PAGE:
Most parents teach their kids to lie about food and eating. Not intentionally, of course.
No one wakes up one morning and says, “Right, it’s time to turn Lucy into a liar.” But our cultural obsession with nutrition puts enormous pressure on parents to get the right nutrients into their kids, and that pressure makes most parents resort to a host of tactics that don’t exactly open the lines of communication.
Under the watchful eyes of pediatricians (and sometimes at their behest), parents resort to bribing, begging, bartering and conning to get calcium, protein and other nutrients into their children.
Research shows these tactics are only marginally successful at getting kids to eat more peas. They are wildly successful, though, at teaching kids the lesson that healthy foods are necessary but undesirable, and unhealthy foods are really desirable. Period.
In their pursuit of desirable foods—sweets and treats, chicken nuggets, macaroni and cheese, etc.—children learn to lie.
They’re motives aren’t malicious. Children know they have to satisfy (or avoid) their parents to get the job done, and so they resort to the tools they have. Kids lie about food and eating in two different ways.
- Kids lie about what they’re eating when we’re out of sight. (Lest you think this is a problem that plagues only older children, let me bear witness to the fact that even 3 year olds are capable of cramming chocolate into their mouths when they think you’re not looking. I once walked in on two tots crouched upside down on the couch—faces buried in the crevices, butts in the air— doing the dirty deed. I’m certain they would have denied everything had I not caught them red-, rather, chocolate-handed.)
- Kids lie about their hunger and food preferences by relying on two statements, “I don’t like it,” and “I’m not hungry, “ when they mean other things such as: “It looks weird, and I’m scared to try it,” or “I’d rather play than eat.”
Though most parents probably think the first kind of lie is the more serious offense, I would argue it’s the second sort that’s driving much of the current childhood obesity epidemic.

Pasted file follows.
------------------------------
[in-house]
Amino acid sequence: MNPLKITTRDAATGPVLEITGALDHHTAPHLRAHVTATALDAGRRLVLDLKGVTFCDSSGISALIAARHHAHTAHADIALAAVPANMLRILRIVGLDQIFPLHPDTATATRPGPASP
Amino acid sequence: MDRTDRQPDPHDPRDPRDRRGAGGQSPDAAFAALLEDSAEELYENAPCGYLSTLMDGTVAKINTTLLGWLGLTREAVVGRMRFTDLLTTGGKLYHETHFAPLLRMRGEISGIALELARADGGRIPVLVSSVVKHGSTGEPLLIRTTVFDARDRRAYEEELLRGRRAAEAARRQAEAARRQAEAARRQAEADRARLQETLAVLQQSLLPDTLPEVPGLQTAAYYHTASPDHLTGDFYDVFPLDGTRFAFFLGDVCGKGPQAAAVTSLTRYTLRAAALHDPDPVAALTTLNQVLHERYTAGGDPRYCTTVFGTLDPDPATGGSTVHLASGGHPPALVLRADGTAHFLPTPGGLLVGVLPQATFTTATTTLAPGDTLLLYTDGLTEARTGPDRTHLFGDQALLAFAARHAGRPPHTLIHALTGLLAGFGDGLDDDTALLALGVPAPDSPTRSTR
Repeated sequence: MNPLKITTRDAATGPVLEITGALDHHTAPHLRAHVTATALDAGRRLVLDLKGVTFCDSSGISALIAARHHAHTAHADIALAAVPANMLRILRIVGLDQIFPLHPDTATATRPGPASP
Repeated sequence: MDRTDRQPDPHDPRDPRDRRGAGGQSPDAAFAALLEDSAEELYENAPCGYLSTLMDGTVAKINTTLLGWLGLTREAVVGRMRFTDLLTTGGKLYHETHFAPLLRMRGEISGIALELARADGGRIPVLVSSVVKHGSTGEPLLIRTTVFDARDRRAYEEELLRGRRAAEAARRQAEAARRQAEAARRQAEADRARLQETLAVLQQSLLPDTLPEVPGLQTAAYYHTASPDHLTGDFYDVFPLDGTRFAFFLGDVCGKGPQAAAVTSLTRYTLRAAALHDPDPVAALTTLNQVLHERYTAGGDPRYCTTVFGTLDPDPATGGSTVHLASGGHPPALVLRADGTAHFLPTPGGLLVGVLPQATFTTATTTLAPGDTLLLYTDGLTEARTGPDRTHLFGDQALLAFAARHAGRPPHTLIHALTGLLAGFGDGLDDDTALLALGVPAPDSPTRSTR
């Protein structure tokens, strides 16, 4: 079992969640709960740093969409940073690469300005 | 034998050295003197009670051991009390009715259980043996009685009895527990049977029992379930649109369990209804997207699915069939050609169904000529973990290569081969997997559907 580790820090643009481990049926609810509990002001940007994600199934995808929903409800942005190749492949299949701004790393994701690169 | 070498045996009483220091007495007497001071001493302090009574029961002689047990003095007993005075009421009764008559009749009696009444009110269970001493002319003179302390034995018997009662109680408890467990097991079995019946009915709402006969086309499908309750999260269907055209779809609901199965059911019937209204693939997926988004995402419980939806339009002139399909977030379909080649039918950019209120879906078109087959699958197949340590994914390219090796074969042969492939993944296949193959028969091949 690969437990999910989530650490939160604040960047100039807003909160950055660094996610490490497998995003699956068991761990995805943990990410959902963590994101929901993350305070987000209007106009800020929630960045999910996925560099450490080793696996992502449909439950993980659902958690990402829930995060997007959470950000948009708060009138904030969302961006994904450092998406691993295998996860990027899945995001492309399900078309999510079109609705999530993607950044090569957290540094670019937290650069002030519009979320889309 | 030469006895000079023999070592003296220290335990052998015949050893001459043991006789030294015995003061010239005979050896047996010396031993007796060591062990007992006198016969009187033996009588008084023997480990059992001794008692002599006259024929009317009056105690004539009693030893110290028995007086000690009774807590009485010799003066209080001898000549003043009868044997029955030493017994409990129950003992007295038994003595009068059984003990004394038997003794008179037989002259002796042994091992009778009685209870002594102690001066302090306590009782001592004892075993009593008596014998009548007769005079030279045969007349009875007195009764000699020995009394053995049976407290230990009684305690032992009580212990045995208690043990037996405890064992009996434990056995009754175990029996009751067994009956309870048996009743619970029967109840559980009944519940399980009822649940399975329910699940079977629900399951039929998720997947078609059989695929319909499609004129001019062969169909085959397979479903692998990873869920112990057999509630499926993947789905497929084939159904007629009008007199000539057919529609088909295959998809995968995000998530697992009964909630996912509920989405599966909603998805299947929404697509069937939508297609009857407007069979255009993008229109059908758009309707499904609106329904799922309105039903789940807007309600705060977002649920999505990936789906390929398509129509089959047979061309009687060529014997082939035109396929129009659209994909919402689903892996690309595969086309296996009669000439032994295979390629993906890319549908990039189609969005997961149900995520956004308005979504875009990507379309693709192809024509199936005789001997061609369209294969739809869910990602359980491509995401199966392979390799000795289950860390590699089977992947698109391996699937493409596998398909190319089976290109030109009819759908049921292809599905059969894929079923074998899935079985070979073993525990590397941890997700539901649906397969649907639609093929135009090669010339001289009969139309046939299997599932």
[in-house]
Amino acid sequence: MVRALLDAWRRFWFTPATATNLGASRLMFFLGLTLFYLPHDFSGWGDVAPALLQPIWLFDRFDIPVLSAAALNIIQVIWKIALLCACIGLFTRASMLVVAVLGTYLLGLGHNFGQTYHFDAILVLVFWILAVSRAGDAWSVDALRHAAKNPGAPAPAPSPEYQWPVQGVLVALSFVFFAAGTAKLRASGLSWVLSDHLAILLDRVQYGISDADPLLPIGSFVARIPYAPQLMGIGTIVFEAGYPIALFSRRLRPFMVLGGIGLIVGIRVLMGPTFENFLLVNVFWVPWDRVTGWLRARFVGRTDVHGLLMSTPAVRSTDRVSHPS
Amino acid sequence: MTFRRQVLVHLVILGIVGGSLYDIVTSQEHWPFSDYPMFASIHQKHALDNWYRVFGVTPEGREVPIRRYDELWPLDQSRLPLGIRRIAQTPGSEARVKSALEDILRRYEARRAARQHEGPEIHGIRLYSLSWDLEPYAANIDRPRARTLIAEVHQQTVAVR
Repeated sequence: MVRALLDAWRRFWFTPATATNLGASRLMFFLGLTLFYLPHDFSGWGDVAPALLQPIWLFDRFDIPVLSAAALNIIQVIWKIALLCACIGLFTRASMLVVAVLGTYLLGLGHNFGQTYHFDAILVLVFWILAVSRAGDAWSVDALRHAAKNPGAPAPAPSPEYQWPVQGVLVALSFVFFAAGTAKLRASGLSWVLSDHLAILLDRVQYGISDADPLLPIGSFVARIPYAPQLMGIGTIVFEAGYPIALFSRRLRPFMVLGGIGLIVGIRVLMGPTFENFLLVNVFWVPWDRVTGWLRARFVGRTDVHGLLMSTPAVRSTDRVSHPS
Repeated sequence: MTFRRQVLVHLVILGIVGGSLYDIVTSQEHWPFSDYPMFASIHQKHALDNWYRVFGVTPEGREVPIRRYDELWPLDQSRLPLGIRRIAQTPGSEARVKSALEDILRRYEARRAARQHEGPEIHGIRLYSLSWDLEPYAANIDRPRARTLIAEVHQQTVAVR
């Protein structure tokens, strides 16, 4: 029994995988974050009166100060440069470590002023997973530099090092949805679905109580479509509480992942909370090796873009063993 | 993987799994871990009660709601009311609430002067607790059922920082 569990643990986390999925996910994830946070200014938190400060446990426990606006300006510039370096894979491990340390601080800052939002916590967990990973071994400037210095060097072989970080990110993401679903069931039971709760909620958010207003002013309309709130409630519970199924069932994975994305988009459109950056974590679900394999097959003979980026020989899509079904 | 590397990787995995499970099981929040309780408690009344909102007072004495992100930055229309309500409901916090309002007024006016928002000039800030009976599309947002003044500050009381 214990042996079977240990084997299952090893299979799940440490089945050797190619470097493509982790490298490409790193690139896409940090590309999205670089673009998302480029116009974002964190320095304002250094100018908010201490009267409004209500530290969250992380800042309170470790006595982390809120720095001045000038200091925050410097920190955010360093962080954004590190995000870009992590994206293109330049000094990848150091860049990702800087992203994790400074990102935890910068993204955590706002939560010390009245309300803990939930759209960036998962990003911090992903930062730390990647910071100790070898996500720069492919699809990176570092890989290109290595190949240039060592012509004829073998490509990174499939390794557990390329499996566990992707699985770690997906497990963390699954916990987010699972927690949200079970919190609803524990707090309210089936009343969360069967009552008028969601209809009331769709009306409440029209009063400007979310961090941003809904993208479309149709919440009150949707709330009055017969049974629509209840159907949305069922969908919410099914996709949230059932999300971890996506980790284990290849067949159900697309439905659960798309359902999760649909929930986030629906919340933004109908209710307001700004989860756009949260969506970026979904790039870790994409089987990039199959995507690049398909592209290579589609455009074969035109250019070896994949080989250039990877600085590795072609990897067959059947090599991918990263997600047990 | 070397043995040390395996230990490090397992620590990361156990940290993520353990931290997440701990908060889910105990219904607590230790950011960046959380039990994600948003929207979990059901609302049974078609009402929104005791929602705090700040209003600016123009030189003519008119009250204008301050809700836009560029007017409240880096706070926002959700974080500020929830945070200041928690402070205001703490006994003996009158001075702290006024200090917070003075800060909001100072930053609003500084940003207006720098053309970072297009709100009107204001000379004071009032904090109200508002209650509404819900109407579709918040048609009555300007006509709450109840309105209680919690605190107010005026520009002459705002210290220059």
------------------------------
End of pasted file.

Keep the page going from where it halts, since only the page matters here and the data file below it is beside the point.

When your kids lie about what they eat in their wanderings away from the nest, they’re trying to scam you, but they still know the truth. When your kids lie about their hunger and food preferences, however, they start out trying to trick you, but they end up deceiving themselves.
As a result, kids not only end up craving (and eating) more high calorie, nutritionally anemic foods (Lie #1), but they also start to become confused about their food preferences and hunger (Lie #2).
Self-deception at an early age might seem harmless, but the consequences are real.
Research shows that overweight and obese adults often habitually eat foods they don’t really like, and that they have trouble discerning physical from emotional hunger. When do these eating habits begin? In childhood.
The solution is to change tactics.
Instead of focusing on nutrition, consider how you interact with your kids, and become more conscious of the lessons those interactions are teaching.
- Talk to your kids about food and eating in a way that encourages open dialogue, and learn to problem solve together. Read The Hunger Dilemma.
- Recognize that “I’m don’t like it,” and “I’m not hungry,” are stand-ins for other thoughts and feelings.
- Identify what your children need to learn to become better eaters, and then teach them those skills. Read Treating the Symptoms, Not the Cause.
- Instead of pushing your kids to clean their plates, teach them to eat some of everything on their plate before they eat all of anything. Read Playing for Peas.
~Changing the conversation from nutrition to habits.~
Read Dr. Rose’s follow-up “The Eating-Honesty Bind: Truth vs. Treat?“